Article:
A couple takes a plunge into farming and doesn't look back in "The Biggest Little Farm," a heartwarming documentary that nevertheless keeps some key facts too close to its vest.
John and Molly Chester are a couple living in a tiny apartment in Santa Monica, Calif. He's a wildlife videographer, she's a cook and a blogger. They adopt a rescue dog, Todd, and promise theirs will be the last home the pup ever knows. But every time they leave for work he barks incessantly, all day, and soon they're hit with an eviction notice.
John and Molly see the setback as an opportunity to try out farming, a dream that had long lingered in the back of their minds. So they pool together some funds from friends — more on that in a bit — and buy a 200-acre farm an hour north of Los Angeles where Todd can run free and they can return to nature.
Farming, it turns out, is easier said than done. There are issues with the soil and the irrigation, and the bee farm long ago stopped buzzing. The Chesters hire a farming expert, Alan York, who turns out to be a land guru of sorts, and he teaches them a sustainable plan toward biodiversity and environmental harmony. When one problem arises — when, say, the farm is overrun by snails — a solution is presented. (Ducks eat snails!)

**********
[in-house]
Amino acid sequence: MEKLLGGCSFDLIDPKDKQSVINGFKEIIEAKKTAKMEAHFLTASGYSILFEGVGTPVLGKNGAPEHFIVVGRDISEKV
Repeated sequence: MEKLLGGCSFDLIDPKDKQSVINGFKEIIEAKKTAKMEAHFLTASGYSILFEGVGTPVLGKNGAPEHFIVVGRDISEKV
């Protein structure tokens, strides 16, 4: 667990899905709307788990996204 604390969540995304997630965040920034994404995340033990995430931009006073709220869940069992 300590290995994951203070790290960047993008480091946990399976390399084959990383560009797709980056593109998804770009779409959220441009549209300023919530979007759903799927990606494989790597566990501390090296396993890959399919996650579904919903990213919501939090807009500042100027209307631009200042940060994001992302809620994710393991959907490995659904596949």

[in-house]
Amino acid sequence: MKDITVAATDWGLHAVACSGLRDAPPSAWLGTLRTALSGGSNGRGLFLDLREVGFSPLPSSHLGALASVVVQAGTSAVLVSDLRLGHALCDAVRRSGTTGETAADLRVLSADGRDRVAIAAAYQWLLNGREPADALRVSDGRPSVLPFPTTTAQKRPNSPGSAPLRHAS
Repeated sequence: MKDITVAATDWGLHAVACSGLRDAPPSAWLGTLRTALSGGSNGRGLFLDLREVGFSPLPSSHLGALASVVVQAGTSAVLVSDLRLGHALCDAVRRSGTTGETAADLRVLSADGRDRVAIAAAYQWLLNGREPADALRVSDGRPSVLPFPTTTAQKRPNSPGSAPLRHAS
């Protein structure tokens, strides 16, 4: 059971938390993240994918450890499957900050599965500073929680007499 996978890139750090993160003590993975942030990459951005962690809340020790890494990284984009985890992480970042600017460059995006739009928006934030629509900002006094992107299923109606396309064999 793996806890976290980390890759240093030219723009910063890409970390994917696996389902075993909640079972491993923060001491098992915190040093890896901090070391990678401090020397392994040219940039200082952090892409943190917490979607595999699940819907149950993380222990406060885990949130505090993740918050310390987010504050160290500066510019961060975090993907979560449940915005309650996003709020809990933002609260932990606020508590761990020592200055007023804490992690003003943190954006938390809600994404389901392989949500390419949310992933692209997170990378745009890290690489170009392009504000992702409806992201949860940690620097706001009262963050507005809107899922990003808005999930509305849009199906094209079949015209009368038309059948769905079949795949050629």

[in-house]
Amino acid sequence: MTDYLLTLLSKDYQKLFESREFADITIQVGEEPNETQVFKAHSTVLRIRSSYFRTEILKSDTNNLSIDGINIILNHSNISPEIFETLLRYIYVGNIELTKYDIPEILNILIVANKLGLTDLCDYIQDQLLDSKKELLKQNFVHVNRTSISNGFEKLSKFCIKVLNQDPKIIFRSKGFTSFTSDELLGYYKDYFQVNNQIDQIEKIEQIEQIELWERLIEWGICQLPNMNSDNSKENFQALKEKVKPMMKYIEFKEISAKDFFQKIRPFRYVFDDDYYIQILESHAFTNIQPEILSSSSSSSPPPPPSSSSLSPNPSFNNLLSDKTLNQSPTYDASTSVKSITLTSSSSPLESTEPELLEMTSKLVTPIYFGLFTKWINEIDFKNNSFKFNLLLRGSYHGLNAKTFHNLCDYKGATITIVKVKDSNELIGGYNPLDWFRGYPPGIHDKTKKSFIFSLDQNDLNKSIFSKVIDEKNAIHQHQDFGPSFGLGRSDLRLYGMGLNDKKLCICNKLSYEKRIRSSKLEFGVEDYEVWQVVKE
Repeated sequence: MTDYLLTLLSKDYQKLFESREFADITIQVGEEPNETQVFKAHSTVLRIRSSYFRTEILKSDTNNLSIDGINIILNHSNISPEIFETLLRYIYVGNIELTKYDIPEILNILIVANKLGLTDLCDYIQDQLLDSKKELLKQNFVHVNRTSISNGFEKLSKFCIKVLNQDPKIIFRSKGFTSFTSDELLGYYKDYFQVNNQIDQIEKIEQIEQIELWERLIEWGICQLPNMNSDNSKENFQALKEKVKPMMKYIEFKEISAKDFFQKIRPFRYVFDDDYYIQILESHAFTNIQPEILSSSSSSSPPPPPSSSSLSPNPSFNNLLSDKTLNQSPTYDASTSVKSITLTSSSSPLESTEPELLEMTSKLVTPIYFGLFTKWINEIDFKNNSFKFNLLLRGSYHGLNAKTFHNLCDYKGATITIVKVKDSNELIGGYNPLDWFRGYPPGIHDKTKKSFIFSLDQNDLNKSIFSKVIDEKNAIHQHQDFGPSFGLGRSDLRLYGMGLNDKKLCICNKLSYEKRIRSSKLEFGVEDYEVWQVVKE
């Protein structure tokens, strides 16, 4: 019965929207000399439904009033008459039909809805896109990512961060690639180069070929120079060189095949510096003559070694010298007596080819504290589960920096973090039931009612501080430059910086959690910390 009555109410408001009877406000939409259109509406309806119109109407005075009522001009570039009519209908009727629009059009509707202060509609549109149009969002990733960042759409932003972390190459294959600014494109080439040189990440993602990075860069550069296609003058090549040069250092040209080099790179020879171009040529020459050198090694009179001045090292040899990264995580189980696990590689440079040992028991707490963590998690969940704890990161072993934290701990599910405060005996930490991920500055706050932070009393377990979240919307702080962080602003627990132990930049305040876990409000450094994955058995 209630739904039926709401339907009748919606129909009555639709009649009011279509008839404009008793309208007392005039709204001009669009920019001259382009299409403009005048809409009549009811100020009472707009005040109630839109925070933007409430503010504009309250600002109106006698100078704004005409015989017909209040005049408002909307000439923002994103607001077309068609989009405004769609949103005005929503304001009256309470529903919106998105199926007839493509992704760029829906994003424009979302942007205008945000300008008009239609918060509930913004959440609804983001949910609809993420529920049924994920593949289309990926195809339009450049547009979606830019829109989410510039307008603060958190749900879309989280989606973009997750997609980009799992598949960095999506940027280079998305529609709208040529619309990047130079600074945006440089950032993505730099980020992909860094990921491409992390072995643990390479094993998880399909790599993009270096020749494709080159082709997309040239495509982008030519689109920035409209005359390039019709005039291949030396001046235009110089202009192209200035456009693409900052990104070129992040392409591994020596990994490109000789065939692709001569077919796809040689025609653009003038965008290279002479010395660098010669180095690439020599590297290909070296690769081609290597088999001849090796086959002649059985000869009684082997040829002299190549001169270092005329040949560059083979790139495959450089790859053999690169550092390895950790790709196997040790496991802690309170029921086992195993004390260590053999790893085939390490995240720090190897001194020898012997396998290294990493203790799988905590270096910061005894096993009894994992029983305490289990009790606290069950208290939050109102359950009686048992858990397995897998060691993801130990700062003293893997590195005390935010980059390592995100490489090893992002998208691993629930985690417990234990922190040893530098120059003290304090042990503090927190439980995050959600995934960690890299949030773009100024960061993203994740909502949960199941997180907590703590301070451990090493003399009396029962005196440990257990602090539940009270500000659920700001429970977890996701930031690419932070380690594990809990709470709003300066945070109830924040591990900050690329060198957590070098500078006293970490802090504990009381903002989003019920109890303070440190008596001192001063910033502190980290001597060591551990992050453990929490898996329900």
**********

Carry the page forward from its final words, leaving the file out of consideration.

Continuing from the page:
"The Biggest Little Farm," directed by John Chester, unfolds over an eight-year period where the Chester's modest farm goes from depleted to thriving. The message is uplifting and shows what is possible with dedication, hard work and ingenuity.
But also, with seemingly unlimited cashflow: Chester never touches on budgeting specifics, a major hole in the storytelling, and when he says they blew through the first year's budget in a matter of months without ever planting a seed, he conveniently leaves out dollar figure specifics and any financial repercussions they faced as a result. The omission is glaring, and makes "The Biggest Little Farm" feel less like a doc and more like a PR piece for their company.